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‘Destroy All Humans! 2 - Reprobed’ Review: It’s Not Out Of This World

‘Destroy All Humans! 2 - Reprobed’ Review: It’s Not Out Of This World

Destroy All Humans! 2 - Reprobed is a lovely-looking remake of the 2006 classic, but is plagued with some unfortunate issues.

Destroy All Humans! 2 - Reprobed is a game that isn’t afraid to be itself. I can’t think of any other game (other than its predecessor, that is) that opens with a warning to players that its content “may be shocking to the modern human brain”, and honestly? It probably warrants that message.

In case you were unfamiliar, the plot follows the exploits of Cryptosporidium, AKA Crypto, a Furon alien invader with a contempt for humans and a lot of attitude. The game takes place in the 1960s, and sees Crypto seek revenge on the KGB for destroying his mothership. It soon becomes apparent, however, that greater forces are at play, and he must team up with the defected KGB agent, Natalya, to complete his mission.

Take a look at the gameplay trailer for Destroy All Humans! 2 - Reprobed right here.

The story takes place over a multitude of missions, set in five different locations. From the United States’ groovy Bay City, to Albion (AKA ‘Not London’), and the Tokyo-inspired Takoshima, you can explore all the nooks and crannies of these areas as you please, either between or during missions. They’re also home to a number of different collectibles, for anyone dedicated enough to sniff out, but other than these, there’s not really a great incentive to explore much - I didn’t encounter any interactive elements to mess around with (other than some gongs in Takoshima), so they mostly serve more as backdrops for the real action.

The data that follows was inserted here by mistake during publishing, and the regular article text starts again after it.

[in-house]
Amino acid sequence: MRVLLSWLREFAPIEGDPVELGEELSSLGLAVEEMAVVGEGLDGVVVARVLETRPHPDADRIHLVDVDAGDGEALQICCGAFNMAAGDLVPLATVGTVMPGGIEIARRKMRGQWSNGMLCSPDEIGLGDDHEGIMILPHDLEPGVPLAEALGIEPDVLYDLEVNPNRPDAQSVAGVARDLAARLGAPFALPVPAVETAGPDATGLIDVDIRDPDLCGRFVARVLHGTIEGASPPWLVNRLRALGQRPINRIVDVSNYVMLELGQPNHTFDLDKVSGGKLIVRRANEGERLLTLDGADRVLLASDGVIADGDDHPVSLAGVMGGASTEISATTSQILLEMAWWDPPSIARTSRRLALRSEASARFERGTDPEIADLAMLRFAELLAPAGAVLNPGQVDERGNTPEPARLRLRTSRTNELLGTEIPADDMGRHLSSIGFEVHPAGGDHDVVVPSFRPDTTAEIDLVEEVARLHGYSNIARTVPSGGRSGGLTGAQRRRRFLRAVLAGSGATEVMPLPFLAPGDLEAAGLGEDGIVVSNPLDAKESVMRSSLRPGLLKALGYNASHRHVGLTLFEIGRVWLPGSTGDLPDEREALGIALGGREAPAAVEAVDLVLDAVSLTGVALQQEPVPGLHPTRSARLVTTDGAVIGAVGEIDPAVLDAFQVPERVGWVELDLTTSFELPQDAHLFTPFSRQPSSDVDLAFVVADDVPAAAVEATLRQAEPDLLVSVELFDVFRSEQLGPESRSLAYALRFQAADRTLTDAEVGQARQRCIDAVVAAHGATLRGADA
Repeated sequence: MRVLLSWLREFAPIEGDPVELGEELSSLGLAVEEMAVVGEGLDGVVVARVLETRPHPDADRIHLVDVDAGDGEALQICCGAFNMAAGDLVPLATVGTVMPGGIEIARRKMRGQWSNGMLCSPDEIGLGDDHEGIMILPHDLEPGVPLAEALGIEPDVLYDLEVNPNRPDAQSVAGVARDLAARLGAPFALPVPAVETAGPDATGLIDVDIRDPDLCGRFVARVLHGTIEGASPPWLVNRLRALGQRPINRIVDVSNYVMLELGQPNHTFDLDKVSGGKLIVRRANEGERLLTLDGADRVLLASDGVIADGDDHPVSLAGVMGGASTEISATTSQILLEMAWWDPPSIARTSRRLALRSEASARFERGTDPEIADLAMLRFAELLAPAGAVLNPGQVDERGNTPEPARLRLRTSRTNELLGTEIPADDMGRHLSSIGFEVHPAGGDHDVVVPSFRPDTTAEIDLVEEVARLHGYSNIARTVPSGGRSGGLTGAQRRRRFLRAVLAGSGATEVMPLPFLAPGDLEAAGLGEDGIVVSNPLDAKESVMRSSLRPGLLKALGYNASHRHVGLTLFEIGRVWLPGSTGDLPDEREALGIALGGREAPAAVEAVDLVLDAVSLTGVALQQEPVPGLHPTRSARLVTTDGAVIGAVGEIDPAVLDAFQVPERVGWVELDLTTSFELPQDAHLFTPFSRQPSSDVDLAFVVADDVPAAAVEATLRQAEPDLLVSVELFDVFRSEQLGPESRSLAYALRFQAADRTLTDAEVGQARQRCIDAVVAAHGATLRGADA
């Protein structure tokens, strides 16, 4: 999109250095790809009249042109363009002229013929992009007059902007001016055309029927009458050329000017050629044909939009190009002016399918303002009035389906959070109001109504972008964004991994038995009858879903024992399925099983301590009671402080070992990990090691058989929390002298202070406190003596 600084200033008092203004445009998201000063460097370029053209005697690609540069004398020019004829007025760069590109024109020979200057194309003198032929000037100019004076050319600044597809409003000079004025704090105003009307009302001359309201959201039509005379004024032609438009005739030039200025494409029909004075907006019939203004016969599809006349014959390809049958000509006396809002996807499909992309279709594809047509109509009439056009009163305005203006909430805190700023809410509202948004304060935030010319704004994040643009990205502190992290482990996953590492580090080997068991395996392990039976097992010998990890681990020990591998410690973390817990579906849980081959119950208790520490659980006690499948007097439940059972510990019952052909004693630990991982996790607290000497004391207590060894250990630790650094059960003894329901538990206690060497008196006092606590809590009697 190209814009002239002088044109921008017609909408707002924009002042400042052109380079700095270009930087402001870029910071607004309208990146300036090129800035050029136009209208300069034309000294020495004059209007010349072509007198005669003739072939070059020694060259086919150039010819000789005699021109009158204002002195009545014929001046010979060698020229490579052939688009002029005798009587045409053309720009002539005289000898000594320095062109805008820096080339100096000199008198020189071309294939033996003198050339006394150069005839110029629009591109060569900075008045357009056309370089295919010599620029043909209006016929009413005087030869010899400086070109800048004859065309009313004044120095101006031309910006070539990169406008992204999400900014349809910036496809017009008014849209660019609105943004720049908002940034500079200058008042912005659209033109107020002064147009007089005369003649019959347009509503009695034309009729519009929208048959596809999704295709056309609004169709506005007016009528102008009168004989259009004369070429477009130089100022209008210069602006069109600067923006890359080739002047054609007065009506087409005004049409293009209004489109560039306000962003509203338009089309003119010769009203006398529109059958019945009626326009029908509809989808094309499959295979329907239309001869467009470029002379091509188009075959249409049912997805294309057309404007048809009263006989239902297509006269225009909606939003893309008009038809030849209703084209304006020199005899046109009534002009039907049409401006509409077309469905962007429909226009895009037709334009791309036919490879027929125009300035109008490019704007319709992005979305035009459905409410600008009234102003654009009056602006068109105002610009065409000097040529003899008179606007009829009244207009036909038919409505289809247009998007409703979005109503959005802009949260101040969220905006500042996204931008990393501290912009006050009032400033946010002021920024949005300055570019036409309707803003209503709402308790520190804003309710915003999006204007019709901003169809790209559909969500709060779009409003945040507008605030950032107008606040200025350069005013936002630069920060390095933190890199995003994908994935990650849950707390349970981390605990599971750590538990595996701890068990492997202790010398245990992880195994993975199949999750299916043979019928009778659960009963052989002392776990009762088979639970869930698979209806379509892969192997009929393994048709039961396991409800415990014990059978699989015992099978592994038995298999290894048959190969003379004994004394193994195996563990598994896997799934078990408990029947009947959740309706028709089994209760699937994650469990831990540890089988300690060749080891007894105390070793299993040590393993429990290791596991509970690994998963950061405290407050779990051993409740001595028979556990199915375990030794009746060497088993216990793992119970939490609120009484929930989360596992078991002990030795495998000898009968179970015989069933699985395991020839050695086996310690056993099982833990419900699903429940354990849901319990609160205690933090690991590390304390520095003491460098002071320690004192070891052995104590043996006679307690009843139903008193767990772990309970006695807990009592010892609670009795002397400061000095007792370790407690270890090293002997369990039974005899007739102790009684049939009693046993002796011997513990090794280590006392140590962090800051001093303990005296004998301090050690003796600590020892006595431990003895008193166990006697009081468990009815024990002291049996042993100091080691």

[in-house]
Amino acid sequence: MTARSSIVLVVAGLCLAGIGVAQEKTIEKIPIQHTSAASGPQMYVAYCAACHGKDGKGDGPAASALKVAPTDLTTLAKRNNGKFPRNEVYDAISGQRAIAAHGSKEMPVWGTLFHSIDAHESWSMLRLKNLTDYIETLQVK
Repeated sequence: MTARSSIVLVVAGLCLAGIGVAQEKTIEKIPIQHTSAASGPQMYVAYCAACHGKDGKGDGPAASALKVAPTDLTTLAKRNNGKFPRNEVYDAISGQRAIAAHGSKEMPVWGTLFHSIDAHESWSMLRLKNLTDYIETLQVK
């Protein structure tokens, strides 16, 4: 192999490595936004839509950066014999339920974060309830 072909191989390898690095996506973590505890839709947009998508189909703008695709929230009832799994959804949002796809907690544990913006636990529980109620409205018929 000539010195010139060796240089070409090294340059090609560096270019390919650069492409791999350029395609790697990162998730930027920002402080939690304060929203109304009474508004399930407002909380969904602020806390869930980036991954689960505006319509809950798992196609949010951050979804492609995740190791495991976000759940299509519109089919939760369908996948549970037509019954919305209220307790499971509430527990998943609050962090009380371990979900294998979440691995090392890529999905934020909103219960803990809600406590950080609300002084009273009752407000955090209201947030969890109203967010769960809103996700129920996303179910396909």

Onto the main stuff then, and the missions are pretty great. Each one has a number of main objectives, as well as bonus side objectives - completing these will reward you with more materials to upgrade Crypto’s weapons and abilities. And, as far as premises go, the missions are nice and varied - from escorting characters to safety (and destroying everything in your path) to eviscerating government buildings, there’s plenty of stuff to do across the 12-hour campaign. 

There are loads of ways to destroy literally everything in Crypto's path. /
THQ Nordic.

It’s worth noting though that what we have here is a very faithful remake: if you’ve played the original game you’ve already seen it all, aside from a few minor changes like the ability to change the exterior of your saucer. But the story, voice acting, and dialogue remains totally the same, which, as existing fans of the series will know, means that it’s full of witty dialogue, off-the-cuff remarks, and a fair amount of slightly questionable jokes, which will probably land a lot better with some people than they will others - hence that warning at the start of the game. Don’t get me wrong, I don’t think most players would be outright offended by the dialogue; but in my opinion, Crypto’s attempts to flirt with Natalya are, for the most part, cringey at best, and begin to wear thin fast. Certain lines warrant an eye-roll, others are so forced that they feel slightly uncomfortable.

Reprobed certainly gives the 2006 title a lovely fresh coat of paint, though - much like 2020’s remake of the first game in the series, the visuals here are worlds apart (excuse the pun) from the original Xbox and PS2 release. I mean, sure, they’re not on the same level as the likes of Horizon Forbidden West or The Last of Us Part I, but this is a cartoon-style alien adventure we’re talking about. The different locations are particularly pleasing to look at, and the various eccentric characters are bursting with personality thanks to their updated models.